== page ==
After her son graduated, he got a job running a restaurant concession in Fort Tryon Park, a few blocks from the Upper Manhattan neighborhood they had moved to from the hotel. He asked his mother to come in and help him manage it. “I started there in 1993. It wasn’t Cuban food but I was good at managing, helping out. Everybody loved me in the restaurant because I managed it very well. That was my first experience with a restaurant. After I was working there seven years my son gave it up to work in computers but I wanted to keep going with a restaurant. I was looking for a location to see if I could make it.”

It was serendipity that brought her to the Village, but it didn’t come directly. Once again it was her search for higher education that brought a change to Sharpe’s life. When Sharpe’s children were getting ready to apply to college she hoped that they would be able to attend an Ivy League school. She attended a meeting at the Harvard Club where a representative, a man named Howard Sharpe, held a meeting with her. “I went to this meeting for my children to talk to someone about college. This man was interviewing my children for the schools. He went to Harvard. He’s American. We fell in love”

Howard lived in Greenwich Village and when they married several years after meeting, Lydia had to commute to Fort Tryon Park to work in her son’s restaurant. But when she wanted to find a place of her own, she started to look for something a bit closer to the Village.

“I found this place on Cornelia St. It used to belong to a psychic. I wanted to open a restaurant and I was looking for a little place to serve sandwiches. But now it’s a regular restaurant. It’s successful. The people love the Cuban food. This is the food I know how to cook. I grew up with the black beans, with the rice, with the chicken, with the ropa vieja” (shredded beef — literally, “old clothes”).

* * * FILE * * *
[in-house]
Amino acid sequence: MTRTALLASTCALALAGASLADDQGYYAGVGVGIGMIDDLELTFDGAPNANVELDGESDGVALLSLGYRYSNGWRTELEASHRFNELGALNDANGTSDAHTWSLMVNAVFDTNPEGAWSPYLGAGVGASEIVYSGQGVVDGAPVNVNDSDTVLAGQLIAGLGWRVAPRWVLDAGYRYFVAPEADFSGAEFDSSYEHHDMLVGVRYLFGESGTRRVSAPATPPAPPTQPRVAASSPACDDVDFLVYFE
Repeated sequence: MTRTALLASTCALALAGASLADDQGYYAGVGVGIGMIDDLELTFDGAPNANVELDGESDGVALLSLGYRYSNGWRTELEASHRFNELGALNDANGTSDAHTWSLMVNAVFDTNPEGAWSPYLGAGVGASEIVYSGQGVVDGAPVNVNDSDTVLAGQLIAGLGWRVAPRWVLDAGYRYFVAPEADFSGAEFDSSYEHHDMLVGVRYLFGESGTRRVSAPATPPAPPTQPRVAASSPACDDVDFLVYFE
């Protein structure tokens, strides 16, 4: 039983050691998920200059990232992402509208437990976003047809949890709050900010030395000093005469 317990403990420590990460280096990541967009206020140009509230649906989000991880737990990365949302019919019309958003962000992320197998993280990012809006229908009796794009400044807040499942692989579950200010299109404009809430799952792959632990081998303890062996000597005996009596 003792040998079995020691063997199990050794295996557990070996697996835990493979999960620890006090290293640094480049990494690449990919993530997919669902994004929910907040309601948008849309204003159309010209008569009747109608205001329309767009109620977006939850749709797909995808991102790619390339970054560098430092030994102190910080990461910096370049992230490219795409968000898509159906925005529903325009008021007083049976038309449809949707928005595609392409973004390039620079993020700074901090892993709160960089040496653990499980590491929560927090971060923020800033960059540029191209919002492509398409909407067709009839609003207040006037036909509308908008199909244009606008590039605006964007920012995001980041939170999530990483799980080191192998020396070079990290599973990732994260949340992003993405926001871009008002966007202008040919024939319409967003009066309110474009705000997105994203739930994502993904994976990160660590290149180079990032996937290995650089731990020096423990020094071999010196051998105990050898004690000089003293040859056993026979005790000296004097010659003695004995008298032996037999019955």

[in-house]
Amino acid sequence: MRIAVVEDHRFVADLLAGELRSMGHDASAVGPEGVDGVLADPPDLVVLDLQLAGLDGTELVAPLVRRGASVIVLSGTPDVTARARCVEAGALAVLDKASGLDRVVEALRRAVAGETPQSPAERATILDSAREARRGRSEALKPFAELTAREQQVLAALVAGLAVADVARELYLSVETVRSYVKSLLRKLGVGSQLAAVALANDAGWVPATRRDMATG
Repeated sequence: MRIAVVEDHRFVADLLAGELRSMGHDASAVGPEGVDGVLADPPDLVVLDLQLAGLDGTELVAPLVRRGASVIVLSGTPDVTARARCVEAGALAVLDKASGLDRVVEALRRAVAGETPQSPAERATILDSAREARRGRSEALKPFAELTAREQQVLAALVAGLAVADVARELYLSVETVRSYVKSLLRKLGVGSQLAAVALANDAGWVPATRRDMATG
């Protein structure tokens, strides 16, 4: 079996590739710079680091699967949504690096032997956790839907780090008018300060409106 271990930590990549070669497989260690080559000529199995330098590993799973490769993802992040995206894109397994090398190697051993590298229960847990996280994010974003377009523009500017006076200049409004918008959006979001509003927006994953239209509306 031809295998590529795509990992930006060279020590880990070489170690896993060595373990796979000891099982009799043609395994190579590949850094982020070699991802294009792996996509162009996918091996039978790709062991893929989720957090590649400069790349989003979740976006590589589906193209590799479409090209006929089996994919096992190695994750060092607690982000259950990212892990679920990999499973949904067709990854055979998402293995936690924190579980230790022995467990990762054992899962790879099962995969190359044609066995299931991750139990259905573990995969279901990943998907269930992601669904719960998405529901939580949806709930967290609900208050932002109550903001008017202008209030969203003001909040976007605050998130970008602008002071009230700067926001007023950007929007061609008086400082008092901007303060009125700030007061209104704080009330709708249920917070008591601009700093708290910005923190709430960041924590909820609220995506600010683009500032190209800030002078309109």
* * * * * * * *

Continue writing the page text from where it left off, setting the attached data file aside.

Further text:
It’s important to Lydia Sharpe to try and keep things authentic. Since it’s not possible to import goods from Cuba, she tries to keep it as similar as she can. She’s very aware that the ingredients must be fresh and as natural as possible.

“I get the good beans from a special place. My beans are organic. That’s closer to the Cuban beans, Cuban style.”

And with her desire to keep things personal and intimate she utilizes the resources around the Village, preferring to deal with small merchants whom she knows by name, people she can call up personally on the phone. “Ottomanelli’s Butcher over there? They love me. Any time I call Frank [the owner], he knows me. I get all my beef at Ottomanelli’s. All my beef. I order on the telephone, Frank is my friend.”

After a long and resilient life how does Lydia Sharpe see the future?

“I’m eight years here already. I have the lease for two more years but I don’t know what I’m going to do after that. If the landlord is going to charge a lot more money I couldn’t afford it. It’s only 19 chairs.”

In the meantime, so many different types of people come to the 19-chair restaurant…locals, tourists, and celebrities alike. In the back of the place Lydia Sharpe keeps a small book in which customers can write comments. One note comes from a woman who talks about living in the Village for years and on her last night before moving away chooses to eat in Little Havana as her last memory of her time in Greenwich Village. Orlando “El Duque” Hernandez, the former Yankee/current White Sox pitcher, often comes with an entourage to savor the Cuban cuisine he grew up with. Another note is from actress Glenn Close who came with her husband and raved about the food. But the note that is most revealing about the place comes not from a customer but from Lydia Sharpe herself. It is a handwritten piece of paper taped to the front window. It says, simply, “Absolutely Authentic Family Cuban Restaurant.”